Raiding Research Online

Exploring and mapping the MMO raiding culture
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Archive for the ‘speed race’

Are we on the verge of something new all over again?

May 11, 2012 By: Ladan Category: boss fights, competition, Dragon Soul, raiding, speed race

I’m sorry it’s been a while since I’ve posted. It’s do-or-die time for me with my PhD thesis writing and to add to that I’ve had a lot of side projects, a slowly recovering hand injury, and even a recent bout with pneumonia slowing me down. Something had to give and it was my own beloved blog. Even my interviews with raiders on youtube have slowed down (though I’m excited to be doing an interview soon with vodka, so keep an eye on that!)… but anyway, I have something on my mind (and in my thesis) that I wanted to put up on the blog.. it’s about the ways in which we ‘own’ the game (WoW in this case) to the degree that we influence new changes and developments in the game itself.

Henry Jenkins, in his 2006 book about new media technologies called Convergence Culture, wrote about how the design and environment of MMOs allow a significant degree of intentionality (and content) created by the player population itself (what he refers to as ‘consumer-driven content’ [172]). He also shared insight from game designers (Raph Koster, in particular) about why an MMO thrives: it is the degree to which players can claim a form of ownership of the game itself (165). And when I look at the raiding component of an MMO like WoW, I can see ownership in the form of the specific ways that we choose to engage with the game and how we appropriate its elements to serve our own gaming purposes. When it comes to raiding, look at how we’ve shaped the game.  We wanted to make the raiding experience smoother? We wrote add-ons and modified our UIs. We wanted to figure out how to solve problems during a boss fight? We made and watched how-to videos. We wanted a competition to see who was the fastest to clear content? We made progress sites and publicised the news far and wide. Now competition is not new in raiding. We’ve been competing against the game and each other since raiding began, but the ways in which we manifest this competitive inclination keeps evolving and adapting.

The latest example of this ‘ownership’ in competitive raiding is the recent trend for top raiding guilds to organise (amongst themselves for the most part) speed races. A raiding speed race (if you’ve not heard of this before) is when two guilds race against each other (starting at the same time) to be the first to clear the content of the agreed upon raid instance. And in the case of these raiding guilds we have had a recent race in April with the US guild vodka and EU guild Method racing each other.  Of course we’ve got Blizzard to thank for the earliest examples of these races, whereby they’d have a staged spectacle of two top-ranked guilds during a hyped up Blizzcon event (oftentimes American guilds, for the logistical ease of it) battle each other for supremacy.

The 30-some thousand viewers logged on to watch the race mostly via Athene’s livestream as he, and Kina (retired vodka raider and one of the minds behind Learn2Raid), commentated.  I think it’s safe to say that none of us really knew what to expect. I myself sat down to what I thought might be a predictable race with little drama (since these guys are superplayers who never make mistakes, right?), expecting to watch it out of loyalty to two guilds I know and like  and wanting to contribute my part to the opsharecraft charity drive (aimed at raising US$1 million for Save the Children), which was the motivation for the two guilds to participate. Method won that race against vodka, but only by a small margin. Method’s execution was flawless, bordering on poetry in motion at times, but vodka’s attempt to regain the time lost (from an early wipe) was heroic. It was actually an exciting race in the end. Perhaps the amazement in Athene’s own voice gave it away. Maybe none of us thought it would be as dramatic and fun to watch as it ended up being.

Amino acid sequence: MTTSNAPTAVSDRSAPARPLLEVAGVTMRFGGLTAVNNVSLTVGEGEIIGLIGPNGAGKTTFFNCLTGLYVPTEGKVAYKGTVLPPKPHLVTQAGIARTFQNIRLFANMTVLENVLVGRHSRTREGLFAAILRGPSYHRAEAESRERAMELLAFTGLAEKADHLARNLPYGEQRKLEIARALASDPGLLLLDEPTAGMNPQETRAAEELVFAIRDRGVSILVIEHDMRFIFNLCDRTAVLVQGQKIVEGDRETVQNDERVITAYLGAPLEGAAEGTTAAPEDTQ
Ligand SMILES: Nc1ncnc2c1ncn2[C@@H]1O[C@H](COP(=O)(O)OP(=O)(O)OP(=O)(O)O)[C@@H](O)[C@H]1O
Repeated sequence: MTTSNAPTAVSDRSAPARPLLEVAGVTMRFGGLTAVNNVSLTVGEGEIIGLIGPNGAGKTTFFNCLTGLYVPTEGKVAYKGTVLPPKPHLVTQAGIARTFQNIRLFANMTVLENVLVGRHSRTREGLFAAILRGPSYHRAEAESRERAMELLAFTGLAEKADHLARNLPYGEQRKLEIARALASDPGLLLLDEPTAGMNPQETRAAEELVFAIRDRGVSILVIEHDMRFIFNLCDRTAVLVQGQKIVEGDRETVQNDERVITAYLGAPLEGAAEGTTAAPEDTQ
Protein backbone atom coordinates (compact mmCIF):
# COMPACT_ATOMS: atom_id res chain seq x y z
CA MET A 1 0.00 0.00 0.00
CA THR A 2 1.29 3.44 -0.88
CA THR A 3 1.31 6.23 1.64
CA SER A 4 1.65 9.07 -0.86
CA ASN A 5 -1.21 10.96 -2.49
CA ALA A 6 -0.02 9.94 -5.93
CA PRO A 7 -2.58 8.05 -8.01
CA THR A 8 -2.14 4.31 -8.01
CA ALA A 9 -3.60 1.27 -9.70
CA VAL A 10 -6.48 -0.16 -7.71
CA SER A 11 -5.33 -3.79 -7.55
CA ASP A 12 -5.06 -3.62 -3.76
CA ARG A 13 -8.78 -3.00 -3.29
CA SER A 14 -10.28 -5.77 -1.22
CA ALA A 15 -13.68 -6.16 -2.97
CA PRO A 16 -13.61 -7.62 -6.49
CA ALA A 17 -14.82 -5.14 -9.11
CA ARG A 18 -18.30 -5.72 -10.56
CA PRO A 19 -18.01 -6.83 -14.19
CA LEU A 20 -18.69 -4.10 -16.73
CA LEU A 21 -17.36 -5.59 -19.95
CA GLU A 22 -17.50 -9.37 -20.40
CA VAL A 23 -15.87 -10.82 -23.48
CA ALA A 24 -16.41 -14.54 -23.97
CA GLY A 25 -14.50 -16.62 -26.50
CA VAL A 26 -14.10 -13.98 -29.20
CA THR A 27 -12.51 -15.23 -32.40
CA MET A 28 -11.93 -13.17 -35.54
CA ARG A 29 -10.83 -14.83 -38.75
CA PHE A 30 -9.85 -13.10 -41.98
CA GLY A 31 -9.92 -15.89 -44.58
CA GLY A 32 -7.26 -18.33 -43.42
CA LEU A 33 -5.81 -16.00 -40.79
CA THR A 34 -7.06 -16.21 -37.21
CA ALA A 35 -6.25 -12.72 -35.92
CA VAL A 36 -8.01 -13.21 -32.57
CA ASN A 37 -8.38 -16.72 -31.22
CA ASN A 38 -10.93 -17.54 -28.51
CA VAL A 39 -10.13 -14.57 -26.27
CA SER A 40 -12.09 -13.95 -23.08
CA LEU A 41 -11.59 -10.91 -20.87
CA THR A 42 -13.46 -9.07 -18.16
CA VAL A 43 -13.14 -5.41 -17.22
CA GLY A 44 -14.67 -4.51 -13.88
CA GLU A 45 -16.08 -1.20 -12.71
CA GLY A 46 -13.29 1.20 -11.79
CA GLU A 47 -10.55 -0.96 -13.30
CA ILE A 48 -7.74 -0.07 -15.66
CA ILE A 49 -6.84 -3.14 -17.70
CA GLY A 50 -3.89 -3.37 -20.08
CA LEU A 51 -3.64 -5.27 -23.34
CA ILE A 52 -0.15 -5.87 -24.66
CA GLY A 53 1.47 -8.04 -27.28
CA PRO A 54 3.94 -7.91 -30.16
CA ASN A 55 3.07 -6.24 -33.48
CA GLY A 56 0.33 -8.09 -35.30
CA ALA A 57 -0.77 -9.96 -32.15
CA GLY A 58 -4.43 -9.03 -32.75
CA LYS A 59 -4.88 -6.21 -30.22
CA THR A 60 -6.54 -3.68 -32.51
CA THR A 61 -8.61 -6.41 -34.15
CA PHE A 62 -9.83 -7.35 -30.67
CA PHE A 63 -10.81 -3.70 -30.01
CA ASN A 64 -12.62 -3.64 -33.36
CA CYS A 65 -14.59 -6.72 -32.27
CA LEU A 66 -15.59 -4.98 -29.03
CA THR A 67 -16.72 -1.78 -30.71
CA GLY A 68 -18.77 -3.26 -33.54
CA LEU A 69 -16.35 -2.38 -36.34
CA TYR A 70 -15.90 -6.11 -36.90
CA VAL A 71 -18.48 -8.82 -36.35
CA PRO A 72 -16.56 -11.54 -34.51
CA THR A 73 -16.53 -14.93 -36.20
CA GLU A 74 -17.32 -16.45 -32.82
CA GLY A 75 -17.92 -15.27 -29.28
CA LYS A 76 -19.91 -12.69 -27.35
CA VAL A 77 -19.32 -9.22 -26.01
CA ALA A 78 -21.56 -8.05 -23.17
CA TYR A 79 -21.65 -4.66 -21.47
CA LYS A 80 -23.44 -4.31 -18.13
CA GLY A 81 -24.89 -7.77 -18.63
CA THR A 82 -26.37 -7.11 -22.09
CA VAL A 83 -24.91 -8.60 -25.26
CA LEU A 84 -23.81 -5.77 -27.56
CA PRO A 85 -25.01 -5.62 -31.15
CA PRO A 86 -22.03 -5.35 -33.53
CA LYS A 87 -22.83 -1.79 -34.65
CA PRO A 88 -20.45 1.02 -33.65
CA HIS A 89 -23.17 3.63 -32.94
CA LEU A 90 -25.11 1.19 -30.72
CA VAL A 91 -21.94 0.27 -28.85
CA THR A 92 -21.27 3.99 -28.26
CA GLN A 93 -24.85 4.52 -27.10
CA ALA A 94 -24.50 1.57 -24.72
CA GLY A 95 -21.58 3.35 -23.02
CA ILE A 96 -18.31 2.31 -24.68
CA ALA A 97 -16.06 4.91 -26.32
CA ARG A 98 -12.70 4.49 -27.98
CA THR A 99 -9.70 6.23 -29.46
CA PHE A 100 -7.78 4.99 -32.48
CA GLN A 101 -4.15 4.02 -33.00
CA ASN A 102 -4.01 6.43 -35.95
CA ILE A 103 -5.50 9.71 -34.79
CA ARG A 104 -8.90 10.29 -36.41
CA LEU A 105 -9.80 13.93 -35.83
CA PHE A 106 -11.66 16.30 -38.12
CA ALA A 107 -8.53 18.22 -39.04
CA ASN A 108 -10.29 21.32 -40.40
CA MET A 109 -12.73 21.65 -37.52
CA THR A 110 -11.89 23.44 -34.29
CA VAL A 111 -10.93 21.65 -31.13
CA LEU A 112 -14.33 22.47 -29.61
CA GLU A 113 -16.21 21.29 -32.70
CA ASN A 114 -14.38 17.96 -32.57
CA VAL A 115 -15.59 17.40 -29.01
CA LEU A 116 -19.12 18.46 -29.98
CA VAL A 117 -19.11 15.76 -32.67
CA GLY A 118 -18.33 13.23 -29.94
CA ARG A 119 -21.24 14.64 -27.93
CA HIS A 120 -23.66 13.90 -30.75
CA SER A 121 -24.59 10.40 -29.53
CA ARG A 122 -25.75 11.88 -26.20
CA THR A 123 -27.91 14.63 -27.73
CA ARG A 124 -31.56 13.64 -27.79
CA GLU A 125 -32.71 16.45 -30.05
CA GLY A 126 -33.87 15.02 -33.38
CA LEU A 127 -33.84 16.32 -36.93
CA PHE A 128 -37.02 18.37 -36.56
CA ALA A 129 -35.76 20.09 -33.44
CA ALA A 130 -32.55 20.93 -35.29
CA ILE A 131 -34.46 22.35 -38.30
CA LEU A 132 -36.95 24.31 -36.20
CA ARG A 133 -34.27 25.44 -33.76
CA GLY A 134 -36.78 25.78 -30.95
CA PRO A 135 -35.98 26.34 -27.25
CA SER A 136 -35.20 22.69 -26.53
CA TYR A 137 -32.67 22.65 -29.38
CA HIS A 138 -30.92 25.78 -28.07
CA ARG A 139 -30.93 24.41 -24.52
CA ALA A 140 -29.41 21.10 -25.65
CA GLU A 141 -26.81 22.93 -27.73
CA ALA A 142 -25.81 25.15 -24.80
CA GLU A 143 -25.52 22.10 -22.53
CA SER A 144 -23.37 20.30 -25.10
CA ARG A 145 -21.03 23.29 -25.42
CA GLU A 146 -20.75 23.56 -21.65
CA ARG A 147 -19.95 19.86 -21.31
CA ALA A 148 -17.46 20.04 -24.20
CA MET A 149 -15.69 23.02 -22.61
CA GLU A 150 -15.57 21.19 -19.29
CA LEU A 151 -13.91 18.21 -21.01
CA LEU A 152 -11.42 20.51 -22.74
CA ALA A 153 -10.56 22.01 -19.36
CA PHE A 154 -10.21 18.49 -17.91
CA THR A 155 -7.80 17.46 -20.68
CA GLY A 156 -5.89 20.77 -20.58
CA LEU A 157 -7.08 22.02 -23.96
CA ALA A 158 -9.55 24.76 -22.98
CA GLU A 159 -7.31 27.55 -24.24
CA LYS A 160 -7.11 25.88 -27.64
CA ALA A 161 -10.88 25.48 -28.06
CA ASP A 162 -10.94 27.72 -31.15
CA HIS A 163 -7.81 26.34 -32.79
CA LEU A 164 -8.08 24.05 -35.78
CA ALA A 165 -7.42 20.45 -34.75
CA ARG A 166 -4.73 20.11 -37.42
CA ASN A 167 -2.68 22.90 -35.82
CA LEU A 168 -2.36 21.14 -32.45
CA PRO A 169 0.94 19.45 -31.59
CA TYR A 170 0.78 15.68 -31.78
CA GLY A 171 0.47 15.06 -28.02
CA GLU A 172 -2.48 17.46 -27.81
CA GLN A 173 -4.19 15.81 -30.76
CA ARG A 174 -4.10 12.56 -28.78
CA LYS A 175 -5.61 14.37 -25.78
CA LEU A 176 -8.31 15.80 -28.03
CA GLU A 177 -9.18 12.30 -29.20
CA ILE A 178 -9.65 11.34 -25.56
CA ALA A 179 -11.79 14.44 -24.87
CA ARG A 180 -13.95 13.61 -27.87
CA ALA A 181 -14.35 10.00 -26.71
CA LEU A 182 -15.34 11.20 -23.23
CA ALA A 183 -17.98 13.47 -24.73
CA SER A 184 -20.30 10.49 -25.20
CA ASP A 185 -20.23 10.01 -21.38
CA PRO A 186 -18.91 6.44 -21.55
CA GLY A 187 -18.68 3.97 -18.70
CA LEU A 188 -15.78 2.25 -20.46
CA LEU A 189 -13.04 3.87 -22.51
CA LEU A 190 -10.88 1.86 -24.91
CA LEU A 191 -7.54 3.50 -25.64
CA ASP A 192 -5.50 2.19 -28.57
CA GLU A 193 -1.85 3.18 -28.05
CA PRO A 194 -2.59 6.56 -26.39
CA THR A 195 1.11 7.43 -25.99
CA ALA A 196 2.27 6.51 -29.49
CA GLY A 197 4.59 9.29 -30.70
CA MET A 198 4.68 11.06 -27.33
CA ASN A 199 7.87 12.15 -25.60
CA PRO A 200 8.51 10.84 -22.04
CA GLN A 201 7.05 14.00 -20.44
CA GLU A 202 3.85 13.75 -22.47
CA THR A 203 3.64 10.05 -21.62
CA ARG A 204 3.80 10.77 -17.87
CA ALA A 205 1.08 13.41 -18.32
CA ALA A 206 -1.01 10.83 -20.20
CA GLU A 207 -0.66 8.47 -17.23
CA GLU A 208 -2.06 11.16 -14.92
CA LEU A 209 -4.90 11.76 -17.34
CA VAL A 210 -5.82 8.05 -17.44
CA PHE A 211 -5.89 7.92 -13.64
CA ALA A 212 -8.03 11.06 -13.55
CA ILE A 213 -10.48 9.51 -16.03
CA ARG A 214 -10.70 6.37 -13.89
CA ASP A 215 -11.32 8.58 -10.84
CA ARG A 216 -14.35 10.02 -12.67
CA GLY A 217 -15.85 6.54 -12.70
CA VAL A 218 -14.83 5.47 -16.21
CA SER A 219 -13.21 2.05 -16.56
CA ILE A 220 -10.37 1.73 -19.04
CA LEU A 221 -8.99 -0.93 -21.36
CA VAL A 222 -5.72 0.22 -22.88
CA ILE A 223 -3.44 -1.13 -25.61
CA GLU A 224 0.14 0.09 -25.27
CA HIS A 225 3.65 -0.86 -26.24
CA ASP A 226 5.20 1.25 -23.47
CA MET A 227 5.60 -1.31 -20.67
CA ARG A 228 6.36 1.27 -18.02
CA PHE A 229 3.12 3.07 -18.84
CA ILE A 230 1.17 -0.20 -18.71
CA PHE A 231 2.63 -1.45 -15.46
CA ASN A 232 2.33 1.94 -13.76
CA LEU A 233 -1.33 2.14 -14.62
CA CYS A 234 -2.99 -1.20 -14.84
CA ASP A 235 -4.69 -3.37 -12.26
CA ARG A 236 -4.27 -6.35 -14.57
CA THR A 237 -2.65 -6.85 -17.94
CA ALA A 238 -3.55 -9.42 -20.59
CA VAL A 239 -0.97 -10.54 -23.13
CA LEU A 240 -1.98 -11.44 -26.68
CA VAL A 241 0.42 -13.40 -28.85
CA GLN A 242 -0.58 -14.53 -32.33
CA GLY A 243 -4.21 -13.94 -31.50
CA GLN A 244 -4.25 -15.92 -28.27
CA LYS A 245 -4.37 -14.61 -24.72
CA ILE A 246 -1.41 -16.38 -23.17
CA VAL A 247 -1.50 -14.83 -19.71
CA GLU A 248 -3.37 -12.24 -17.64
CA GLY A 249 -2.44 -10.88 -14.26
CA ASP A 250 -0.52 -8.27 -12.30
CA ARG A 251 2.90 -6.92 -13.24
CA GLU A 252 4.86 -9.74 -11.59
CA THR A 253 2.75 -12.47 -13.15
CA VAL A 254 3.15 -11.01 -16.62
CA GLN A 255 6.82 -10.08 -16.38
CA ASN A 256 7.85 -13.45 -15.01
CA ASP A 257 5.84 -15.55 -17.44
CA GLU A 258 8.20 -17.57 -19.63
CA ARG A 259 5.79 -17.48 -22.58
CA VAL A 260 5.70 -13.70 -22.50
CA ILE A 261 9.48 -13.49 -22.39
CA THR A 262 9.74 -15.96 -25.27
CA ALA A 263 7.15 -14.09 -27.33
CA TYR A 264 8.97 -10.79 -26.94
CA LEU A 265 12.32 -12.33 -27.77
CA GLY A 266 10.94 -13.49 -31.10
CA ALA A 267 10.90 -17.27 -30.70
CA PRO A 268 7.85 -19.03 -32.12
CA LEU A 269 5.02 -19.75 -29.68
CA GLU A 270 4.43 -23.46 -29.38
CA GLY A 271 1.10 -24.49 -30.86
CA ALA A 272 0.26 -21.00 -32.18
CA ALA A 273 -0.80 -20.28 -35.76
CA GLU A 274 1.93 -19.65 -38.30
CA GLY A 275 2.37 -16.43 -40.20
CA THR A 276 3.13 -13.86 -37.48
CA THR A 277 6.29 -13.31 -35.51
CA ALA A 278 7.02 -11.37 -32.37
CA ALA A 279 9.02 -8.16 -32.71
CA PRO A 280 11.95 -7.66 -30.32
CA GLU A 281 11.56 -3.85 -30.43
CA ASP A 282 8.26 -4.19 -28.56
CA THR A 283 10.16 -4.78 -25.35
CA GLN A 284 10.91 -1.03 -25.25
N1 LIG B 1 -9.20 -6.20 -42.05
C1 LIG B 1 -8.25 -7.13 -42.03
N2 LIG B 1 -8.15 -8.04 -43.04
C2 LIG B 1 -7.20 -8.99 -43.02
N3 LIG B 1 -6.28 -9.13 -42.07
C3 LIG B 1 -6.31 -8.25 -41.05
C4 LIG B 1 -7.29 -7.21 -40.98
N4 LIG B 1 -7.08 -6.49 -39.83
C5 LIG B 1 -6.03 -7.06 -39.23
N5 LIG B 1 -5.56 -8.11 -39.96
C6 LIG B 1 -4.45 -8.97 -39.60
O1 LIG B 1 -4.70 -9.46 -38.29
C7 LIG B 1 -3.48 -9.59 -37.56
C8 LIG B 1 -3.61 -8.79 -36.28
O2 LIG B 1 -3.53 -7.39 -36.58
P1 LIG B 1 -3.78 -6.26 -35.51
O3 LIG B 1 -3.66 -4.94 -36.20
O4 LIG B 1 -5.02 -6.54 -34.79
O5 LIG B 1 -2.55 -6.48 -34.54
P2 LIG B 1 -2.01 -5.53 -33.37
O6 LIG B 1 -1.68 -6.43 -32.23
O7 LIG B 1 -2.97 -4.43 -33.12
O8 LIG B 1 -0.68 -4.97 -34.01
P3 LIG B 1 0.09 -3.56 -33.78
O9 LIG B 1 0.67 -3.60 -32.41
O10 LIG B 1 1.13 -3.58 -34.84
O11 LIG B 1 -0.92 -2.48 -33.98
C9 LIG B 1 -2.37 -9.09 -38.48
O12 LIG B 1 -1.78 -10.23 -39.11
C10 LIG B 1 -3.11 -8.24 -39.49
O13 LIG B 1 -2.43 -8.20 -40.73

So now we’ve decided to ‘own’ this type of event and stage them ourselves. Yes that first one was was set up for charity but we’re starting to see how it can be a fun way to actually transform an element of the raiding race into a spectator experience of competitive raiding. We aren’t just refreshing the raiding tracking sites (wowprogress or wowtrack, for example) to see if anyone’s downed a new boss, we’re able to see for ourselves a version of that race.  Sure it’s not the starting point of the raiding race of a particular tier, but it’s a raiding race of a new form, repurposing the same content and displaying it (and performing it) in a new way. It’s raiding recycling in action.

And apparently we want more of this. This Saturday (May 12), four raiding guilds—this time Paragon (EU), STARS (China), Exorsus (Russia), and Blood Legion (US)—are engaging in a speed race with US$2000 at stake and more benefits to the same charity drive.  Read up about it here. So yes, built on vodka and Method’s trailblazing race in April but offering something more: more guilds involved and more money at stake. Will this make the race more exciting? And are we seeing the first steps toward a new way to engage in the competitive in raiding?

For more reading:

Jenkins, H. (2006) Convergence Culture: Where Old and New Media Collide. NYU Press: New York.